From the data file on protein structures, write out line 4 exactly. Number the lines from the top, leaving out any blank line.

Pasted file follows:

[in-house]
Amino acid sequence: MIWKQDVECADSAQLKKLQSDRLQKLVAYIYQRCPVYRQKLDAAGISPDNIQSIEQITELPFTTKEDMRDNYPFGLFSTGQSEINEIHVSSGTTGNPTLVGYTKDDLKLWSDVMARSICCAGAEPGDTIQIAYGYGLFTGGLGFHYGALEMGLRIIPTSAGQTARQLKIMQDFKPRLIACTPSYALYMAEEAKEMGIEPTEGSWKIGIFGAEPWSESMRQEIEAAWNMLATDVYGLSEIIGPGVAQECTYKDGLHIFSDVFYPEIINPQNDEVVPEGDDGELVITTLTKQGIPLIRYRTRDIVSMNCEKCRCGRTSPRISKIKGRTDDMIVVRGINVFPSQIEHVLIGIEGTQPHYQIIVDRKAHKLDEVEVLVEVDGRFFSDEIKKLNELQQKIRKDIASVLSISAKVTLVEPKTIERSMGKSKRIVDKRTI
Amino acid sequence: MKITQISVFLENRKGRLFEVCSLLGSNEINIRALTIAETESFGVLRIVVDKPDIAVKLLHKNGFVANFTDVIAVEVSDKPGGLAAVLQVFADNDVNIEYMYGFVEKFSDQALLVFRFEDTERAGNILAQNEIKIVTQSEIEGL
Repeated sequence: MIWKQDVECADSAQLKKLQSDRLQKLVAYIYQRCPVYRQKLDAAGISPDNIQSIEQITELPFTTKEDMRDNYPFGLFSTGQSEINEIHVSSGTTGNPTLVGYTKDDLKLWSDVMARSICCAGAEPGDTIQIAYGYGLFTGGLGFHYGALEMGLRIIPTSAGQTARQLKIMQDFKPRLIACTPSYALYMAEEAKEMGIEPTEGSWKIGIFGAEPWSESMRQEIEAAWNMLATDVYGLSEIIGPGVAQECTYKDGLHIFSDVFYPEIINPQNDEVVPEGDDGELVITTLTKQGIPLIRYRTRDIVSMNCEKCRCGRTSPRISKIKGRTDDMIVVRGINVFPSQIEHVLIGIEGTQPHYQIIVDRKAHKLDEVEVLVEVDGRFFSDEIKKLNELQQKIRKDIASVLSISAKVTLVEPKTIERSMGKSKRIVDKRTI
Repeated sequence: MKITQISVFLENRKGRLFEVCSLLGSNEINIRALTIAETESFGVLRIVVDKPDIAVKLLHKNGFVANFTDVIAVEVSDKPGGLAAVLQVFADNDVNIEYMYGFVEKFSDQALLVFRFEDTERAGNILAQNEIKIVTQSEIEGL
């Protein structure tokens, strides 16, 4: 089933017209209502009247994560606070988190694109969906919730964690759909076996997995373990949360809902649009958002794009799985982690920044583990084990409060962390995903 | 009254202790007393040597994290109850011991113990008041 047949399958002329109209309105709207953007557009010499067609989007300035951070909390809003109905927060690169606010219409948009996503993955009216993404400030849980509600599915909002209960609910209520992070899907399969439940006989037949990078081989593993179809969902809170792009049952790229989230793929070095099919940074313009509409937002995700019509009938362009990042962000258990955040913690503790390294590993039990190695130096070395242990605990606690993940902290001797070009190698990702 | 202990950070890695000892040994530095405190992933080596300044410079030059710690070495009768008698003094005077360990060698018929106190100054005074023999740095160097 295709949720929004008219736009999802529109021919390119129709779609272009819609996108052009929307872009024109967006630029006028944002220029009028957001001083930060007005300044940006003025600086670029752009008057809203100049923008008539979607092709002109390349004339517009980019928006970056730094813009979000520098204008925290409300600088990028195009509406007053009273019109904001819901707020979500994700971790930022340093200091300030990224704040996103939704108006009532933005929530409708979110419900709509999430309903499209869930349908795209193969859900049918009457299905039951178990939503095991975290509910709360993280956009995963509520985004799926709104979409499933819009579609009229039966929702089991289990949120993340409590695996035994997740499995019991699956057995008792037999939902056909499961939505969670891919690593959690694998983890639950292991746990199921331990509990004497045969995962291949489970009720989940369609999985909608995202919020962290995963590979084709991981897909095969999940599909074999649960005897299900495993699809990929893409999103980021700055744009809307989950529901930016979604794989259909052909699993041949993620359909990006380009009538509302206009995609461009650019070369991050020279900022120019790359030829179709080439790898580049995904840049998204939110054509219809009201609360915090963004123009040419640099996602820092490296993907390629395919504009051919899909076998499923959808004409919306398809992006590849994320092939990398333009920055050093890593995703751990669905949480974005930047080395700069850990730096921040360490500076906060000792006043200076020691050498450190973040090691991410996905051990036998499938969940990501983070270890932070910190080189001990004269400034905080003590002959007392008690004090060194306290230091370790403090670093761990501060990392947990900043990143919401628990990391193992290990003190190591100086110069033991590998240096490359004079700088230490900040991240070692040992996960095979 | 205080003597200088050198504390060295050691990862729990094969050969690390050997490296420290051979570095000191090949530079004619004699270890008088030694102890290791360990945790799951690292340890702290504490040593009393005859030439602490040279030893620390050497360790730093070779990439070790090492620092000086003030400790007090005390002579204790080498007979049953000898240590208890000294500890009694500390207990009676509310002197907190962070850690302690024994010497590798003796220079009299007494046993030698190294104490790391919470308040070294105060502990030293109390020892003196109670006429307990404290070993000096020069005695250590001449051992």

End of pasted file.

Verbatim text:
Repeated sequence: MIWKQDVECADSAQLKKLQSDRLQKLVAYIYQRCPVYRQKLDAAGISPDNIQSIEQITELPFTTKEDMRDNYPFGLFSTGQSEINEIHVSSGTTGNPTLVGYTKDDLKLWSDVMARSICCAGAEPGDTIQIAYGYGLFTGGLGFHYGALEMGLRIIPTSAGQTARQLKIMQDFKPRLIACTPSYALYMAEEAKEMGIEPTEGSWKIGIFGAEPWSESMRQEIEAAWNMLATDVYGLSEIIGPGVAQECTYKDGLHIFSDVFYPEIINPQNDEVVPEGDDGELVITTLTKQGIPLIRYRTRDIVSMNCEKCRCGRTSPRISKIKGRTDDMIVVRGINVFPSQIEHVLIGIEGTQPHYQIIVDRKAHKLDEVEVLVEVDGRFFSDEIKKLNELQQKIRKDIASVLSISAKVTLVEPKTIERSMGKSKRIVDKRTI